Theatre Aurality and the Spatiality of Sound in Performance

Kendrick, Lynne (2017) Theatre Aurality and the Spatiality of Sound in Performance. In: Sounding Out the Space: An International Conference on the Speciality of Sound, 2nd - 4th November 2017, Dublin, Ireland. (Unpublished)


Theatre aurality refers to emerging practices of sonic-led theatre and a critical field of theatre and
performance analysis. It explores sound in and as theatre; and it refers to the phenomenal and
discursive field of theatre sound and to the structures in which these occur; the socio-political and
philosophical, as well as the aesthetic. This paper will focus on the work of Extant, the UK’s leading
theatre company for the Blind and visually impaired, and its experiments with omnipresent,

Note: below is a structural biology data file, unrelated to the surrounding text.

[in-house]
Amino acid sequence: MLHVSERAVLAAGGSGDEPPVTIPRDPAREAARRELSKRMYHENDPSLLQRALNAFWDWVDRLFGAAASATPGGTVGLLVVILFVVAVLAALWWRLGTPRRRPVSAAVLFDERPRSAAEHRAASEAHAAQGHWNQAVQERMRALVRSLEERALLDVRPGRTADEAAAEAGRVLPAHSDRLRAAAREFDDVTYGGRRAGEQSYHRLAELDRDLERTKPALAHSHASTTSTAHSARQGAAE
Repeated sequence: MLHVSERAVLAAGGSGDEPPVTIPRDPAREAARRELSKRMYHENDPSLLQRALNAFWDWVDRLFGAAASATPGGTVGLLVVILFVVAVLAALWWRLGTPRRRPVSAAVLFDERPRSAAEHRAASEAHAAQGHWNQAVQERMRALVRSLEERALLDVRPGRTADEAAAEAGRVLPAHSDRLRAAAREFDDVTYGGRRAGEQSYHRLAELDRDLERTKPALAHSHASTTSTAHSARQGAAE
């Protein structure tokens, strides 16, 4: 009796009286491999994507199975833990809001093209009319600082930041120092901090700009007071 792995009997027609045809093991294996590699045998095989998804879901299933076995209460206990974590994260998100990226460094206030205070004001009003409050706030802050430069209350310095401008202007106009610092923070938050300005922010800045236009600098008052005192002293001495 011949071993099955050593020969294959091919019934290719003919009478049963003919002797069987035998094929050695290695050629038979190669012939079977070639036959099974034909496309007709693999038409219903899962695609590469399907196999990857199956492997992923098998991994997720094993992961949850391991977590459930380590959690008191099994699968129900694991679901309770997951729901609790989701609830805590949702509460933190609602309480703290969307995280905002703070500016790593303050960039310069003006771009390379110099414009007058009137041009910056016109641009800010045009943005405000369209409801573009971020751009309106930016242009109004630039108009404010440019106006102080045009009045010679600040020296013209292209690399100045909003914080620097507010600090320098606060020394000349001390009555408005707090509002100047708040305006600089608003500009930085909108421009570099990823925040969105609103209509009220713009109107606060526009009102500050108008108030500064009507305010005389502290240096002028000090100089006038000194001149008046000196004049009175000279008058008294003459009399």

directional and tactile sound in Flatland, a production of theatre-in-the-dark. The sound design for
this production generated the feeling of spaces in a number of ways, through near-ear and hand
held devices and via a sound design which explored the particular ambiguity of dimensions in
Flatland. Drawing on the philosophy of Jean-Luc Nancy I will explore how we can navigate spaces
through sound, through its feeling and hapticity, and how it can literally move its audience without
recourse to the visual.


Presentation - PDF (Sounding out the space paper L Kendrick.pdf)
  • Available under License CC-BY-NC-4

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